By Erin Strecker
Updated July 04, 2012 at 06:00 PM EDT
Credit: Kent Eanes

When was the last time you really thought about the Founding Fathers? During the Independence Day holiday, it seems we watch war movies such as Saving Private Ryan or Pearl Harbor—films about more recent events in our nation’s history.

But this Fourth of July, treat yourself to the 2008 seven-part (You could watch it all in one day!) HBO miniseries John Adams, based on the book John Adams by noted historian David McCullough and starring Paul Giamatti as John Adams and Laura Linney as his wife Abigail. Did we mention the Tom Hooper-directed epic is also the most-Emmy-winning miniseries ever with 13?

Settle in and go back to 1770s Boston and you’ll see why. It kicks off with the Boston Massacre, and other early episodes hit on huge milestones such as the negotiating and signing of the Declaration of Independence, as well as Adams’ relationship with Ben Franklin. The whole show spans essentially all of Adams’ life, so you’ll also see later-in-life moments such as his presidency and his subsequent defeat to Thomas Jefferson.

The whole thing is a great refresher for those of us whose early American history has gotten a little rusty—not to mention the episodes are full of interesting tidbits, such as Adams’ extremely strained relationship with his son John Quincy and enough drama between George Washington, Thomas Jefferson and himself to make an episode of Revenge look peaceful. And for those of you who thought history is kind of boring, think again: This drama shows that at least some of the Founding Fathers knew how to party (We’re looking at you, Franklin).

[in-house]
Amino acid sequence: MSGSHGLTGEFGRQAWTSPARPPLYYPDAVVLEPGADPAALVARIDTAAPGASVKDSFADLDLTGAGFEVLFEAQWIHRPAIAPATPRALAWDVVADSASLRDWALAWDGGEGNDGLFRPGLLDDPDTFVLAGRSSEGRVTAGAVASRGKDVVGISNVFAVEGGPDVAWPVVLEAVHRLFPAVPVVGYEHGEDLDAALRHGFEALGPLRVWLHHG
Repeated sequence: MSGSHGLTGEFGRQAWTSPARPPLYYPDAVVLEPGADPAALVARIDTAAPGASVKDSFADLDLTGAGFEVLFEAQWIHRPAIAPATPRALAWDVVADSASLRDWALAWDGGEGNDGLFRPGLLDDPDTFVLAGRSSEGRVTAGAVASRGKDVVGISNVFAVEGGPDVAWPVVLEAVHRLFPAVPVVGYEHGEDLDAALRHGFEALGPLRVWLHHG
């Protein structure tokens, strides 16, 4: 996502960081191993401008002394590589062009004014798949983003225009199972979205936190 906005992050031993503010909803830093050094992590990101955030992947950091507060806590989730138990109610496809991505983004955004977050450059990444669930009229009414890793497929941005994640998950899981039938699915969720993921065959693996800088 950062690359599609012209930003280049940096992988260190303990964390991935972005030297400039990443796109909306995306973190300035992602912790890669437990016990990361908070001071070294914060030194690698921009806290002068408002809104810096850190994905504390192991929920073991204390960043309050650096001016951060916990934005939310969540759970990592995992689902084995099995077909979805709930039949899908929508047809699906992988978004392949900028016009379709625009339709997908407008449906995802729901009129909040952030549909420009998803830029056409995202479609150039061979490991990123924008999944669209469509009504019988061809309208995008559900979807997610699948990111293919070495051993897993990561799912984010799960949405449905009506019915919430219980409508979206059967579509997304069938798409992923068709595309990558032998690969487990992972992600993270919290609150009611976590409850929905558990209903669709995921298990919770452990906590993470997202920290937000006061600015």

Fun fact: John Adams died at age 90 on July 4th, on the fiftieth anniversary of the signing of the Declaration of Independence. This year, brush up on your Americana nostalgia — Katy Perry singing “Firework” in movie theaters will still be there this weekend.

Who are your favorite patriots on the small screen?

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